Top Cyberthreats for Partners to Look out for in 2022Top Cyberthreats for Partners to Look out for in 2022
Partners need to be on the lookout for these key cyberthreat trends to ensure their customers are protected.
December 3, 2021
Sponsored by Sophos
Cyberthreats targeting businesses, such as ransomware, ruled the roost in 2021. And, according to a new Sophos report on the developments and trends that will impact next year’s cyberthreat landscape, things are only going to heat up in 2022.
Partners will need to be on the lookout for these key trends in the coming year to ensure their customers are protected.
Service-based approach changes the ransomware landscape.
Ransomware-as-a-service (RaaS) offerings leasing attack code and infrastructure, often accompanied by attack “playbooks” to affiliates, took a larger share of the ransomware landscape in 2021. Attacks previously were carried out by one ransomware group, but RaaS has changed the process. RaaS enables those who develop original ransomware code to lease it to affiliate customers and initial access brokers (IABs), who locate potential victims and implement attacks to hold data hostage.
Some of the most noteworthy ransomware attacks of the year, like the Colonial Pipeline breach, were executed by RaaS-enabled groups. The more this RaaS trend continues, the more the size and scope of ransomware delivery methods will grow, so partners need to be on the lookout.
Ransomware attacks involving extortion and other “pressure to pay” tactics are becoming more popular.
Sophos researchers expect that ransomware attacks will increasingly be accompanied by additional measures designed to increase pressure on the victim to pay the ransom. Attackers will use pressure tactics such as data theft, threatening phone calls or emails, and distributed denial of service (DDoS) attacks to make life difficult for victims.
Attackers will also continue to use commodity malware such as loaders, droppers and increasingly advanced human-operated IABs to target and deliver ransomware to victims. They will also continue to abuse commercial penetration-testing tools to implement their attacks.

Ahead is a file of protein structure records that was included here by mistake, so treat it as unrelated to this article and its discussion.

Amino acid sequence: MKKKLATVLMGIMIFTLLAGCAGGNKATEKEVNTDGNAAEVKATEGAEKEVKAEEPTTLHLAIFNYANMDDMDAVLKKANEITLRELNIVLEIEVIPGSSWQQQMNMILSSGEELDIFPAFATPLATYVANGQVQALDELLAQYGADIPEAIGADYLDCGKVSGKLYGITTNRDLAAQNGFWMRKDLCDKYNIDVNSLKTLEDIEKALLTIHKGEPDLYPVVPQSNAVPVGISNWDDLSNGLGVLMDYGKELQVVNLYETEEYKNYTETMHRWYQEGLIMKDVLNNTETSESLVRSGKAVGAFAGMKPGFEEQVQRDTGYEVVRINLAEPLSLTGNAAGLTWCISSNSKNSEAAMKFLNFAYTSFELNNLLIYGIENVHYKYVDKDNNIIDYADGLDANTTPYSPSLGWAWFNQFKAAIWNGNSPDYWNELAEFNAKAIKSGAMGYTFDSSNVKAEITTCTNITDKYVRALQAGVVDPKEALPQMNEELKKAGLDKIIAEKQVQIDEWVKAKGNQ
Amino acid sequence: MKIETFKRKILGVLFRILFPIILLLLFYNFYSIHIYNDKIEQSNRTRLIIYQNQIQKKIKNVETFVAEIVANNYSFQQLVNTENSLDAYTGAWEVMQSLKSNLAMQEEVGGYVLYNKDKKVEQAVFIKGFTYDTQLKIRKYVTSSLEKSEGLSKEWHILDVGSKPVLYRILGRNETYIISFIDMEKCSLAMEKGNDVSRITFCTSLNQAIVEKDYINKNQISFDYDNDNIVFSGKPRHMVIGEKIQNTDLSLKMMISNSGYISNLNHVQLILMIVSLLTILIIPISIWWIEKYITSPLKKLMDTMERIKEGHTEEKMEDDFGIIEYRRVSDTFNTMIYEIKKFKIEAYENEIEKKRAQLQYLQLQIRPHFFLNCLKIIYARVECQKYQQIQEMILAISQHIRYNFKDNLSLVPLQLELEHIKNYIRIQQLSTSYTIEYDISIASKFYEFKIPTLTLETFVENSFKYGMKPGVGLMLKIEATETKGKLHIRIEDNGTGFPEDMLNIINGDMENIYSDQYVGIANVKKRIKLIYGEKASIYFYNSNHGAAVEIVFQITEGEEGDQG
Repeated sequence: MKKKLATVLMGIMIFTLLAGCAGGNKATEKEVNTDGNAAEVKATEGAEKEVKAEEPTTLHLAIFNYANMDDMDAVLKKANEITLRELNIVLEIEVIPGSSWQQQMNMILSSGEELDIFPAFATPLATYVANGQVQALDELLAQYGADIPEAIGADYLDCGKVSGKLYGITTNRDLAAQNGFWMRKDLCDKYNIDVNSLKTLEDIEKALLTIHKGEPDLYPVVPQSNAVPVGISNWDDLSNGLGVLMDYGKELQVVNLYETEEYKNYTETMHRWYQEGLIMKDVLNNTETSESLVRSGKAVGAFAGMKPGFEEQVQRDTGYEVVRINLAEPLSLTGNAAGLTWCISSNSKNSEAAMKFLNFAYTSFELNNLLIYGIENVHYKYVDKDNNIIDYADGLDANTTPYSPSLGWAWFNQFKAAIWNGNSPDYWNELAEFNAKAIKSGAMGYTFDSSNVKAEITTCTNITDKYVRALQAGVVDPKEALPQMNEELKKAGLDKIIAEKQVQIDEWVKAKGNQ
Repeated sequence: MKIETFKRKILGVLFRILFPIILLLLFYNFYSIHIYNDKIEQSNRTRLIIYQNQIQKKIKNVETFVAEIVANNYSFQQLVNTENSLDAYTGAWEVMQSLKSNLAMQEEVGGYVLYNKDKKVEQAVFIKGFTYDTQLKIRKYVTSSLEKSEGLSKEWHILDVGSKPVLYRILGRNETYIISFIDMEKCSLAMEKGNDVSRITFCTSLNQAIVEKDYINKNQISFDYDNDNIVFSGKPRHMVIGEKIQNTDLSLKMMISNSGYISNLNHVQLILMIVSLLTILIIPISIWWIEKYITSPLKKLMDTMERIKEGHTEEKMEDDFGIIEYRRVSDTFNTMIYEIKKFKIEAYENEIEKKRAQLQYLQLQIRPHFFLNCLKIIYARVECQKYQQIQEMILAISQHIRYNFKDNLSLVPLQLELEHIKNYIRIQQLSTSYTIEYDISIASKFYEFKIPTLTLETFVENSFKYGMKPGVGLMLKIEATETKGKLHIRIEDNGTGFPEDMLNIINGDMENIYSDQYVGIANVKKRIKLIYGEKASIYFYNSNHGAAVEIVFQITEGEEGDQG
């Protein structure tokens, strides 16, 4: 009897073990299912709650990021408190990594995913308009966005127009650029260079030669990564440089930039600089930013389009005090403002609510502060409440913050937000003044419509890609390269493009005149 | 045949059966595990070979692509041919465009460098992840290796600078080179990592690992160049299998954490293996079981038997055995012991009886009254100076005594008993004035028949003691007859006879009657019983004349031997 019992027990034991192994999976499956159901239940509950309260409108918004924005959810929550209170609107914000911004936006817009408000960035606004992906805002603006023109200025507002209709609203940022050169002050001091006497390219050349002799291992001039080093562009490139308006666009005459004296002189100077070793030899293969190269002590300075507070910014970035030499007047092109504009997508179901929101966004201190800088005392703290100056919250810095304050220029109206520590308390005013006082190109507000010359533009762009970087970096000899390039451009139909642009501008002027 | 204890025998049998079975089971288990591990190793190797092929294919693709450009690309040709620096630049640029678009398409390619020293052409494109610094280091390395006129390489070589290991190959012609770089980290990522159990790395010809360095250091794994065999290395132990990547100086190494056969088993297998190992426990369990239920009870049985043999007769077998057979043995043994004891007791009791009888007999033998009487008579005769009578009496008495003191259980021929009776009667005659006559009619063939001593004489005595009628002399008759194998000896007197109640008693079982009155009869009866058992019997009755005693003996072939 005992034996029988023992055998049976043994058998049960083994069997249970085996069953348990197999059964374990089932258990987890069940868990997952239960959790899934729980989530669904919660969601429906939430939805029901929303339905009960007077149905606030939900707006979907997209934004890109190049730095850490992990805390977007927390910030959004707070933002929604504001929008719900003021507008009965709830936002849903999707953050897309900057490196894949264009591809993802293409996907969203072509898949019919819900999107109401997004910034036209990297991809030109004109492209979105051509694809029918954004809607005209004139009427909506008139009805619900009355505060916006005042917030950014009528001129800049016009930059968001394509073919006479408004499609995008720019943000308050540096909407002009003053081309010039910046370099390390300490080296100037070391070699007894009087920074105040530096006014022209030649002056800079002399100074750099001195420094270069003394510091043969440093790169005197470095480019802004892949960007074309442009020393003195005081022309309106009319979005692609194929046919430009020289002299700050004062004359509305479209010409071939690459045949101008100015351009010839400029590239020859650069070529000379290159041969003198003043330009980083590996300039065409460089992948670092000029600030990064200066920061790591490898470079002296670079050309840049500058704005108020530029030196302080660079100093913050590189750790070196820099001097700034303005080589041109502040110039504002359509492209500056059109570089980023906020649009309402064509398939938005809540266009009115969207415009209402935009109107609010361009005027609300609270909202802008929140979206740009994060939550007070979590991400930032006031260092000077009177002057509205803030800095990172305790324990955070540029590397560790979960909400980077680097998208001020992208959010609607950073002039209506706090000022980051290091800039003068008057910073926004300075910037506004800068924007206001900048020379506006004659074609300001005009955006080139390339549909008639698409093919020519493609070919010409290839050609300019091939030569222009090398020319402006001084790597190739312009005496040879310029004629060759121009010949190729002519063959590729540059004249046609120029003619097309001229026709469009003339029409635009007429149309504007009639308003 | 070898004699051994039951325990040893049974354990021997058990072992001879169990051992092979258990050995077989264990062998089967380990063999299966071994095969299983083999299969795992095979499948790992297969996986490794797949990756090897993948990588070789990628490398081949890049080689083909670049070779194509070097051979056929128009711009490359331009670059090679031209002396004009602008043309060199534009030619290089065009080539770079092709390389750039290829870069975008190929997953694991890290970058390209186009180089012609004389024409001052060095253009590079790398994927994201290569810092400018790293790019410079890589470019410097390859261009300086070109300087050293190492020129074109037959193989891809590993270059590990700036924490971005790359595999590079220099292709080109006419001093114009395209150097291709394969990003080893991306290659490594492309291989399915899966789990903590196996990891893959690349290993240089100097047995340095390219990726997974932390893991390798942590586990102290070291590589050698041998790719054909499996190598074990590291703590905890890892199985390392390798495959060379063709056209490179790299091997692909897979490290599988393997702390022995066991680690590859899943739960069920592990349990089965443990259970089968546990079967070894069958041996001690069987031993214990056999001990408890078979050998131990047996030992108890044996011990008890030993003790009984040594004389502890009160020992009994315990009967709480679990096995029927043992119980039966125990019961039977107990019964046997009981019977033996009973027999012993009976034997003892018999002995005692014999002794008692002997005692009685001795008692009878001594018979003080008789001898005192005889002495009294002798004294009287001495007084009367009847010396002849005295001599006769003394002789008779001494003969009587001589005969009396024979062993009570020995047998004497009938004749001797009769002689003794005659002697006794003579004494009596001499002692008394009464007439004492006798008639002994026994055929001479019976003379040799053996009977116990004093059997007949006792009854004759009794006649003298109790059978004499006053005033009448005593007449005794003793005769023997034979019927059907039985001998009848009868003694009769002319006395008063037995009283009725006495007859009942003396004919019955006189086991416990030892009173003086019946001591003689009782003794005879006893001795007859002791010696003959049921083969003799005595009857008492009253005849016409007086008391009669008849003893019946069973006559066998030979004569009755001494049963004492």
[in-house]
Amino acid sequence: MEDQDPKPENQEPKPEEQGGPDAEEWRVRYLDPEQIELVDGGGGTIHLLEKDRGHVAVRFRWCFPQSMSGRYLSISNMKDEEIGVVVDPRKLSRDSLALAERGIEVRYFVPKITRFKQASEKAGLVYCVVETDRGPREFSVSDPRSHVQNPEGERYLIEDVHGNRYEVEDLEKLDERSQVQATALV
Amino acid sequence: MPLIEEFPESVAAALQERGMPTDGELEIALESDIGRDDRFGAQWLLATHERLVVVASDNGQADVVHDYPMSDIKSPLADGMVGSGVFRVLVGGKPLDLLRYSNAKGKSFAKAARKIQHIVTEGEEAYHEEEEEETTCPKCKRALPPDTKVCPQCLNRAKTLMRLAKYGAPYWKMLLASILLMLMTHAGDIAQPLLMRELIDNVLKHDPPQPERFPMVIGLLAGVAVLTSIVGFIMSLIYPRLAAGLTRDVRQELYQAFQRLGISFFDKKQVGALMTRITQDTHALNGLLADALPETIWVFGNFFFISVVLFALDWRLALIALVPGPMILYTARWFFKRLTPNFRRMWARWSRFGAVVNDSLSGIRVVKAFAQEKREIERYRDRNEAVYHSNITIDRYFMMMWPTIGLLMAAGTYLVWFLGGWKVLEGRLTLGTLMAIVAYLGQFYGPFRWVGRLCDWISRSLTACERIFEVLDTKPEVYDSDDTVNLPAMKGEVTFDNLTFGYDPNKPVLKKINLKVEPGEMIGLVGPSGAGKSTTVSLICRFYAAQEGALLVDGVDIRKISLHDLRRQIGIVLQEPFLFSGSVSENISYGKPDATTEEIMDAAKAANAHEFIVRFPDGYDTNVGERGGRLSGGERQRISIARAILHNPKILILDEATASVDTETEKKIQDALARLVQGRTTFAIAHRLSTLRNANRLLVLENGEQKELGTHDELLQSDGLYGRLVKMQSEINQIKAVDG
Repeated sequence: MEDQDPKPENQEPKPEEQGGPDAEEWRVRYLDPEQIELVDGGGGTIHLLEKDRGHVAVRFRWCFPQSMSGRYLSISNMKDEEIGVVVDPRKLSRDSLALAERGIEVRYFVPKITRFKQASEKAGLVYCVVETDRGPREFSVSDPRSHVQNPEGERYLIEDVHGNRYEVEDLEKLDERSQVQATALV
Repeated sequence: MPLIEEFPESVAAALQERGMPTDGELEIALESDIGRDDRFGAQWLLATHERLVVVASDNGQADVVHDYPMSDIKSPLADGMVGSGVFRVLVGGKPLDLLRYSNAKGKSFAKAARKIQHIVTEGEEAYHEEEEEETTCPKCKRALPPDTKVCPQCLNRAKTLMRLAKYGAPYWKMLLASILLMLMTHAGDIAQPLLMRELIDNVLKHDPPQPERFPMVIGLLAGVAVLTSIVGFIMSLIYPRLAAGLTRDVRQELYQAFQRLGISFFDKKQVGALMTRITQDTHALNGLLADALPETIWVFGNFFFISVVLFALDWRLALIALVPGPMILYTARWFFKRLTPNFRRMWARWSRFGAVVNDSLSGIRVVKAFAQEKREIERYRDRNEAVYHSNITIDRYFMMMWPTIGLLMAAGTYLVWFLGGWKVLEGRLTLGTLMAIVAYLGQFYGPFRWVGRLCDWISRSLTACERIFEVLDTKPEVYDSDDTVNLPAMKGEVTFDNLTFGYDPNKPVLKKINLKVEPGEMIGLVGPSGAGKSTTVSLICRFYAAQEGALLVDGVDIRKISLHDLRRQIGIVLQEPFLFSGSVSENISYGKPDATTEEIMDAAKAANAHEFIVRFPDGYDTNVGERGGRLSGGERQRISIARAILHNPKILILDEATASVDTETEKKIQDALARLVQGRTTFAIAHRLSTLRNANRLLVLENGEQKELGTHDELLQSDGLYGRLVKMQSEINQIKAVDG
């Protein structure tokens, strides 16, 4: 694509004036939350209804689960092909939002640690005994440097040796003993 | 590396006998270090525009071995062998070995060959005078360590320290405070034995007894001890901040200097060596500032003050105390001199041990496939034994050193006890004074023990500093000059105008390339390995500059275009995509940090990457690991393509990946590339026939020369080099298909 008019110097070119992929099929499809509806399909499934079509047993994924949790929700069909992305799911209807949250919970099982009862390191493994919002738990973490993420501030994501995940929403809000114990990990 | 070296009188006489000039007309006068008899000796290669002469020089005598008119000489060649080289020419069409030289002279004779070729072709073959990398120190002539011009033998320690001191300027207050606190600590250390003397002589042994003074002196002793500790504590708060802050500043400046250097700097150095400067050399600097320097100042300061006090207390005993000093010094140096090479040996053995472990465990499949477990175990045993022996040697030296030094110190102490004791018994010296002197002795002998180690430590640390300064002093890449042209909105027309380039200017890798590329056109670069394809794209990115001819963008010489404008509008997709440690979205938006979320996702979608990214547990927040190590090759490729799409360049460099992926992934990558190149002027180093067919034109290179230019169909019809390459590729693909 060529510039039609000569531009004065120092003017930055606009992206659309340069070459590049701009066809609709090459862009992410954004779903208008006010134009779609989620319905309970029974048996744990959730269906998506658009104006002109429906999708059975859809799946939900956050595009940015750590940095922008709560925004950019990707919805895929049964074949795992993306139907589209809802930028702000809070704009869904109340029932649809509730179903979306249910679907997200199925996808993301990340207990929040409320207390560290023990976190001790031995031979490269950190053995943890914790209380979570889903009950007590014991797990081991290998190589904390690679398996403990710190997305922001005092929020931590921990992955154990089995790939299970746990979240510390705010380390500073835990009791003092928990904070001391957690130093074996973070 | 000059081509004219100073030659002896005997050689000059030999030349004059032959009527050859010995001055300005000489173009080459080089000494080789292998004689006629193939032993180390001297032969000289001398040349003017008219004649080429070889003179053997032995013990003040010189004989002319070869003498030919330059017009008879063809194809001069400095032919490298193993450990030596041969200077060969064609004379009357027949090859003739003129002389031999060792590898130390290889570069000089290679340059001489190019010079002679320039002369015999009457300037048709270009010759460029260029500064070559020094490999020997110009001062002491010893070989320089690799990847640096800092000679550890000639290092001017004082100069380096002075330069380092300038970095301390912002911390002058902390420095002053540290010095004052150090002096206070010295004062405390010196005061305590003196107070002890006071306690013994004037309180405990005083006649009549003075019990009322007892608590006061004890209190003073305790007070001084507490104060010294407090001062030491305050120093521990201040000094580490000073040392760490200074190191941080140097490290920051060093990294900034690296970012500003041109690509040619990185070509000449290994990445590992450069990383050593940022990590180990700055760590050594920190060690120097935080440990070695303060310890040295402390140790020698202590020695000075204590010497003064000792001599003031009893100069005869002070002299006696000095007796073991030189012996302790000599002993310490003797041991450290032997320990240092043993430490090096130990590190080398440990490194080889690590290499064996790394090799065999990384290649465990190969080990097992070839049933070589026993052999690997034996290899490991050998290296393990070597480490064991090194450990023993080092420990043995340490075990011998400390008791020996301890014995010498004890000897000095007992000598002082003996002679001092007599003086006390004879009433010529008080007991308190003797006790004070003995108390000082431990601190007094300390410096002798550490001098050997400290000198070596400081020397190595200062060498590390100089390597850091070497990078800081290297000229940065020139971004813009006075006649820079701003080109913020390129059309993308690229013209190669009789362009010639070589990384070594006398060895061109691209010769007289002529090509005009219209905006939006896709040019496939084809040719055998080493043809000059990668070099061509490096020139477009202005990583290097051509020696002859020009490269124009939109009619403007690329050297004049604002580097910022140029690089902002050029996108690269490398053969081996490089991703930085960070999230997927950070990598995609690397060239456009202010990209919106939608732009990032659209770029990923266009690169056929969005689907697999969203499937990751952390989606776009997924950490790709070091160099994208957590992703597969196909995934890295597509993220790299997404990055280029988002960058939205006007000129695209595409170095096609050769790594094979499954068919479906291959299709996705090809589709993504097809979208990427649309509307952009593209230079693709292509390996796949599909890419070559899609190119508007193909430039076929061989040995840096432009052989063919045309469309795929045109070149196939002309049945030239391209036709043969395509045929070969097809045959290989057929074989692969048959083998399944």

It is likely that, in 2022, attacks will continue to increase in intensity and range, and partners must be devoted to constantly monitoring legitimate tool abuse and malicious breaches in their networks. Both sophisticated and lesser-skilled cyber criminals are jumping on reported vulnerabilities faster than ever before, meaning a robust approach to patching and a layered defense strategy is crucial for the upcoming year.
Cryptocurrency will supply momentum for malicious cryptomining and ransomware.
Without improved regulation, cryptocurrency will continue to drive cryptomining and ransomware in the coming years as attackers continue to extract ransoms from their victims in cryptocurrencies like bitcoin. The United States took its first step in passing an infrastructure bill aimed at regulating crypto exchanges, but until it takes effect in 2023, the use of crypto exchanges will increase for at least another year. Governments worldwide need to introduce new regulations to eliminate ransom payments flowing through crypto exchanges.
AI will be increasingly leveraged to drive cyberattacks.
AI-driven cyberattacks are likely still a few years out, but they are not far enough out of sight for partners to ignore. AI is set to take on a bigger role in cyberattacks, enabling attacks ranging from fake social media accounts and watering-hole attacks to spoof phishing emails and, eventually, utilizing deepfake voice synthesis tech.
To stay a step ahead of next year’s cyberthreat landscape, here are some tips for partners to focus on:
Help customers increase employee IT security hygiene and education, to ensure everyone is equally adept at spotting and flagging a phishing attempt and is using multi-factor authentication protocols for secure logins.
Constantly monitor abuse of legitimate tools–including suspicious combinations of legitimate tools–with the same frequency you would scan for malicious breaches into a network.
Ensure that customers deploy, in tandem, anti-ransomware software, layered protection technologies and human-led expert threat hunting teams, to cover all potential vulnerabilities and points of entry into your network.
This guest blog is part of a Channel Futures sponsorship.
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